Why? Well, in the interest of fairness, if teenagers can’t know if they’re gay or bisexual before reaching adulthood, it stands to reason that they can’t know for sure if they’re heterosexual either. And since many teenagers struggle with impulsiveness and self-restraint issues, and since foreclosure on any sexual identity can lead to sexual activity that puts their mental and physical health at risk, we shouldn’t encourage them to identify as gay, bisexual or heterosexual, but encourage them to wait until adulthood to determine if they’re gay, straight or bi.
Right? Of course, that might leave some proto-hetero students to consider the possibility that they might be something else.
But not to worry. If you’re heterosexual, then you don’t need to worry about what you might be, because you’ve always been heterosexual.
Not so for homosexuals, though. ‘Cause homosexuals are really just maladjusted heterosexuals who’ve always been heterosexual and just don’t know it yet. Or at least that’s the assumption in the epistle from NARTH’s president. Teenagers who identify as gay or bisexual should be encouraged to wait until adulthood to “make choices about their sexuality.” Never mind that sexuality and sexual orientation are somewhat different, though related, things.)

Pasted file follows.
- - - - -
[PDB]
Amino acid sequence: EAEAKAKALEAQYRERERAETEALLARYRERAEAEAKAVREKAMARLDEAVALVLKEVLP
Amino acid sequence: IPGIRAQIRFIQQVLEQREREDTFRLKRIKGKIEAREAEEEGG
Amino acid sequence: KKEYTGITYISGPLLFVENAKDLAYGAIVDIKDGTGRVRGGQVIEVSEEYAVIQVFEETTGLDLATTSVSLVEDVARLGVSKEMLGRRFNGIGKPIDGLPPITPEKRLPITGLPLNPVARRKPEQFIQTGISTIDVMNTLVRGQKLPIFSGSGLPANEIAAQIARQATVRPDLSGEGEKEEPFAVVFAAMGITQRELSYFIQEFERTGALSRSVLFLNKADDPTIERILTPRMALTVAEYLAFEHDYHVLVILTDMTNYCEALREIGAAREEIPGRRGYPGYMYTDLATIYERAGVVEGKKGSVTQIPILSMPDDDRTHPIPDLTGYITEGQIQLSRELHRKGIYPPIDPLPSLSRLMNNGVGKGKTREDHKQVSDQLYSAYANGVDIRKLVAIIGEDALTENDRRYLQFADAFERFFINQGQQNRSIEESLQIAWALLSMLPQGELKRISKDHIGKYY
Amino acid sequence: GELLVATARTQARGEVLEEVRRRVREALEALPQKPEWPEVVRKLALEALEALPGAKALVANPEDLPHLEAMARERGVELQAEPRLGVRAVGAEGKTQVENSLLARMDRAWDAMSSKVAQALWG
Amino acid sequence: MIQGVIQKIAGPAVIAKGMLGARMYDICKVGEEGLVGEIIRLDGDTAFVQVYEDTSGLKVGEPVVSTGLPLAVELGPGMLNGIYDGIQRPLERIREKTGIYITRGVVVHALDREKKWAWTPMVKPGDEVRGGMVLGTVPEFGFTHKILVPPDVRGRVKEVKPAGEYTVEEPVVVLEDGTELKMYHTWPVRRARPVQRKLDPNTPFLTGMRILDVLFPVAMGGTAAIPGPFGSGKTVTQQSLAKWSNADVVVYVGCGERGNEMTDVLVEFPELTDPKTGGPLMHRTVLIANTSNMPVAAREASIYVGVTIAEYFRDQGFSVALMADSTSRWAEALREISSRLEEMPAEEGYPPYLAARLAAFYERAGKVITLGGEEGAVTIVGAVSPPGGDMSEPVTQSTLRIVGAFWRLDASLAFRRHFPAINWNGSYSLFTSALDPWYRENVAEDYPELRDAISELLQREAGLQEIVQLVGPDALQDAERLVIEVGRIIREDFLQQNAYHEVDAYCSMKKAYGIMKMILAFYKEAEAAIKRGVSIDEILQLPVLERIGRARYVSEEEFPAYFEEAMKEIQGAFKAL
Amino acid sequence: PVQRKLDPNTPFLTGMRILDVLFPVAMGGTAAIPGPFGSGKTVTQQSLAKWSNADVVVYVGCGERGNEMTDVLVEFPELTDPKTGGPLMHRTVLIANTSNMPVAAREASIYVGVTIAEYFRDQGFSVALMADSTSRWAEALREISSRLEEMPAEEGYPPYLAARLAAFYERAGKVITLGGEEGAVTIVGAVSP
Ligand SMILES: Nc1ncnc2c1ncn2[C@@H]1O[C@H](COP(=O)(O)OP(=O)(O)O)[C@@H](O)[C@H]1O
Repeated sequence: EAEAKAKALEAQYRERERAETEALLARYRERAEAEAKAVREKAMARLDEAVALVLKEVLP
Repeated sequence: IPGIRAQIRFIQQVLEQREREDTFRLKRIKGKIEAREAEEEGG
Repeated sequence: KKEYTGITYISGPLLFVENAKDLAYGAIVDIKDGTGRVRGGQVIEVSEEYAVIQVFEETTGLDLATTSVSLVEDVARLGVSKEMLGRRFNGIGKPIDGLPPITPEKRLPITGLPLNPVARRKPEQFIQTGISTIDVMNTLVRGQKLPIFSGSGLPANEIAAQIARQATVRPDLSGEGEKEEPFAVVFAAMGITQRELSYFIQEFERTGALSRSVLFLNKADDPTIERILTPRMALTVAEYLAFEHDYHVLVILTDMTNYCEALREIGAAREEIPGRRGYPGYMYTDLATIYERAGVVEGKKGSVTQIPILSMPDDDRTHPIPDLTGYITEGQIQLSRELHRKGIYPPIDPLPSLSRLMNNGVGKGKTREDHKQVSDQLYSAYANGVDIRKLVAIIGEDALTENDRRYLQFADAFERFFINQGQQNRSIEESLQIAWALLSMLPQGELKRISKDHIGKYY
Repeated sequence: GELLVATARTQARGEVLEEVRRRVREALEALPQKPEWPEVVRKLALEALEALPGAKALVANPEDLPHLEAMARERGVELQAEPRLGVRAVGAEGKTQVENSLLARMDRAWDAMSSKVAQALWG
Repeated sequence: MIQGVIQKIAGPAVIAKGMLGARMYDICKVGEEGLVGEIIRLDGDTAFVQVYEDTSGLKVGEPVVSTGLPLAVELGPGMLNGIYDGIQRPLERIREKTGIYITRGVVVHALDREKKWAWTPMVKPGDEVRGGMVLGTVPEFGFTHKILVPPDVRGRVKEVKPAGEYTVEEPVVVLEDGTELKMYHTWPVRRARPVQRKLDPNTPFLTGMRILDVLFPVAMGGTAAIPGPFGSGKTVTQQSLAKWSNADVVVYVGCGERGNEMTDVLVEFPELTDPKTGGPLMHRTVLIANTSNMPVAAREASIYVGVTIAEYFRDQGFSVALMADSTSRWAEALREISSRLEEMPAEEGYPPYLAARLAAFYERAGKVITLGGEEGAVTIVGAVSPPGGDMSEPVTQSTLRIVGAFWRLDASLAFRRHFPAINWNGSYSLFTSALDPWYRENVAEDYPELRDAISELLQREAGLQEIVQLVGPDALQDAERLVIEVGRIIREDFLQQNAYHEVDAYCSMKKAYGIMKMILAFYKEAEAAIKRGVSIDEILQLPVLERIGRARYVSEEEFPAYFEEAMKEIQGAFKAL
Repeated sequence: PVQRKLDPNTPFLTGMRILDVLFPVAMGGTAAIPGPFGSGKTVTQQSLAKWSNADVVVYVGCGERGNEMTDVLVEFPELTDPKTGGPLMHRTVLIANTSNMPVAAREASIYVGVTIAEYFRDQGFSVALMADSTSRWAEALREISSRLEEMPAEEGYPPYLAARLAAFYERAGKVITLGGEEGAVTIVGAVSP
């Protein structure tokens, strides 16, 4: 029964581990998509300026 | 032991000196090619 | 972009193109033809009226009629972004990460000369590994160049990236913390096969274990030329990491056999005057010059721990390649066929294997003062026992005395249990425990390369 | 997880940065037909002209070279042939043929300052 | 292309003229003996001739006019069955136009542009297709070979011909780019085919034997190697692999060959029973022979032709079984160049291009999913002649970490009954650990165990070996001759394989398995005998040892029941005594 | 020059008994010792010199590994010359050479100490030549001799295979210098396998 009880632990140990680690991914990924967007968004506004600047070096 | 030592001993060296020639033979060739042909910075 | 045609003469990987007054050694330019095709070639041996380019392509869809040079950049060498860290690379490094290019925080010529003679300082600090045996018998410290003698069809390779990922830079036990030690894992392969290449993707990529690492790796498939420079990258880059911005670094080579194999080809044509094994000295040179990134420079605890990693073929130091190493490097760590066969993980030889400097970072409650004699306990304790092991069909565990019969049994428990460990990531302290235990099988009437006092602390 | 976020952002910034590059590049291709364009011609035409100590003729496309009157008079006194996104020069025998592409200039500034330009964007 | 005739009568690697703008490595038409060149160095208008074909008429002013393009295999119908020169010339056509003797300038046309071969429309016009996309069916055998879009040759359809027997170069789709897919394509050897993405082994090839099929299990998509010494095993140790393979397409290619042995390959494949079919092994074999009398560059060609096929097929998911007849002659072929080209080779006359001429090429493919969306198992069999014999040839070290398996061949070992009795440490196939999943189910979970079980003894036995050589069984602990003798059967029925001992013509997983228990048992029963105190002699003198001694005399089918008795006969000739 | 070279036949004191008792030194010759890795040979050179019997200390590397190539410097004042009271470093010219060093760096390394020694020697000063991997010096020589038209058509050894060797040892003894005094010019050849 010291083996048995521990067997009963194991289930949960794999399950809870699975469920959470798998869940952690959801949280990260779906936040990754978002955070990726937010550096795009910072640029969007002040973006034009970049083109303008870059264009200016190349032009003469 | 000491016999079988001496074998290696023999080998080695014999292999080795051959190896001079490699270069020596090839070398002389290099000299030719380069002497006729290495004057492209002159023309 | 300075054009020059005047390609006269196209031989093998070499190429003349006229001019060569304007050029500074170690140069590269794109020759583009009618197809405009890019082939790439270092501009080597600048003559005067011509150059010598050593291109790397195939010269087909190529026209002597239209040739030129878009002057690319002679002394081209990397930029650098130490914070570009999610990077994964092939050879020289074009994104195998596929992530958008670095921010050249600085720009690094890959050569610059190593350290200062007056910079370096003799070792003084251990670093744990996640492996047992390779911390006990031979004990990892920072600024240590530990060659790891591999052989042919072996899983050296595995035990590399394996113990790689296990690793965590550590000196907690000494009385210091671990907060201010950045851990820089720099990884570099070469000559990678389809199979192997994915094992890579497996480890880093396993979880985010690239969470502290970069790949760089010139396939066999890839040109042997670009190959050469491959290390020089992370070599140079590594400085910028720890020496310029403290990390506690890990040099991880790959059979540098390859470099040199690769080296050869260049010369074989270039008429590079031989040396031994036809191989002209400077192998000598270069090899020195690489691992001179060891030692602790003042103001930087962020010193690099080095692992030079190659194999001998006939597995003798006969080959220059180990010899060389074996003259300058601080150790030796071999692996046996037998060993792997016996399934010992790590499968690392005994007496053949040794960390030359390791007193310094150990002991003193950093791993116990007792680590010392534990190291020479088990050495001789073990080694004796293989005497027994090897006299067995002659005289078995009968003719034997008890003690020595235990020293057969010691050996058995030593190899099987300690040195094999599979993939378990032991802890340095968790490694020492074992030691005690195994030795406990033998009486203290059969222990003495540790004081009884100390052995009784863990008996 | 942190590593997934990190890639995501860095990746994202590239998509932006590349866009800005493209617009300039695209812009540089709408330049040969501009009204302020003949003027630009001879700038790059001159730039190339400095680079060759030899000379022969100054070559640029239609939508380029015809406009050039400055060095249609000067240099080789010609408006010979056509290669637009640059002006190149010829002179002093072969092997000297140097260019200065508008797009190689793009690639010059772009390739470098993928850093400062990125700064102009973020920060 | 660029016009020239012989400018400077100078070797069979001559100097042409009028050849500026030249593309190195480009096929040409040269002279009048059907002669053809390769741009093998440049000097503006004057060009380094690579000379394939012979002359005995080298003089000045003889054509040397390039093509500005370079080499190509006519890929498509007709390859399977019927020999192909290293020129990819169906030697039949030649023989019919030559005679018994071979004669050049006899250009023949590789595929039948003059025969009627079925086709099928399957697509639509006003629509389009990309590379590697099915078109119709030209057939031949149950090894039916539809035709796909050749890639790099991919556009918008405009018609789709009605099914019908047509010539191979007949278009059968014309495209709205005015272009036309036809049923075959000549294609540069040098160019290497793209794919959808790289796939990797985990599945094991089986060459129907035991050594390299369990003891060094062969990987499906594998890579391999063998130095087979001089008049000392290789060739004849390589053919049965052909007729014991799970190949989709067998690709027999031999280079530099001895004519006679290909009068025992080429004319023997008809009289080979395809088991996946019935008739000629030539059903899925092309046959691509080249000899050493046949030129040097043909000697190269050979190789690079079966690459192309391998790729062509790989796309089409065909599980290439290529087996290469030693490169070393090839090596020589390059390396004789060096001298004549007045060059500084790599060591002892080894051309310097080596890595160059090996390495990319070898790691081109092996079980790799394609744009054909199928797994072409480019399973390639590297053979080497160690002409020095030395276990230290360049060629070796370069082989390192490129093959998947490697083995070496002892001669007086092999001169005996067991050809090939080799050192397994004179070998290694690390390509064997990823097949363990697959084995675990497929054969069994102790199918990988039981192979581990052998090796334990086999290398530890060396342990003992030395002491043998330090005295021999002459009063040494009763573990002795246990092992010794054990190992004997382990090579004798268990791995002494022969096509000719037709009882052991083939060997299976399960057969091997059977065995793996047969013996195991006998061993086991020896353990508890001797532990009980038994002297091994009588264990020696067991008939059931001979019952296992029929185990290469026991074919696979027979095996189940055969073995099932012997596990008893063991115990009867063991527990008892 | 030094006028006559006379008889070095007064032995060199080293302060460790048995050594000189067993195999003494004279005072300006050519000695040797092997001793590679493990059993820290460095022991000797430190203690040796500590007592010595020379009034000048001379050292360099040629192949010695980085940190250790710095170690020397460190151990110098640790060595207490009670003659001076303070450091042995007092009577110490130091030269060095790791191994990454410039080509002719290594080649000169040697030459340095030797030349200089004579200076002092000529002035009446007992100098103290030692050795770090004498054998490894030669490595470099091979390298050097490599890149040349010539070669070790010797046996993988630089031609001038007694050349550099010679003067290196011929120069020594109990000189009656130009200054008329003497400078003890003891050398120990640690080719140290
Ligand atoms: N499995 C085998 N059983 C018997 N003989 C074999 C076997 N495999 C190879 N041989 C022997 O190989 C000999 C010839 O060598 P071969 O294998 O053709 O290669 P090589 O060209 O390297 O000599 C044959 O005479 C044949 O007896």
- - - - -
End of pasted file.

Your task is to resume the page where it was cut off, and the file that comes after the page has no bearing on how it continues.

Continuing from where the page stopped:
Teenagers who identify as heterosexuals, though, may date, engage in practice courting, and buy corsages and rent tuxedoes for a ritual that bares some resemblance to a wedding rehearsal. They can “make choices about their sexuality,” and start practicing their “appropriate roles,” but one can assume that the right-wingers would prefer that the proto-hetero teens stop short of making choices about sexual activity, but everything else is alright since they’re well on their way down hetero lane.
The assumption is that heterosexuals know they’re heterosexuals, and have never been anything else, while homosexuals have not always been homosexual and just don’t know that they’re really heterosexual. (And if they experience too much acceptance and empathy too early, and are treated with too much dignity and respect, they might never have incentive to become heterosexual rediscover their heterosexuality.) In other words, if you’re gay it’s just because you don’t know you’re really heterosexual. (That doesn’t quite jibe with the reality that many “ex-gay” organizations are abandoning the idea of changing sexual orientation.)
But I think it’s worth applying the NARTH rule across the board. I mean, if was mistaken when I came out at the age of 12, thus putting a name to what I’d always felt, and if I made “choices about my sexuality” too soon, then maybe the other guys in the locker room did too. If it was impossible for me to know that I was gay at that age, then it must have been impossible for them to know they weren’t gay (or bi, or transgendered). Weren’t we all too young to know?
So, I’m asking my heterosexual readers to help me out here. Because I truly don’t understand. I mean, I know I’ve always been same-sex oriented. There was never a time when I didn’t know. But I really don’t know the process by which anyone knows that they’re heterosexual.
So, when did you know you were heterosexual? How did you know?
And do you think maybe you made up your mind too soon?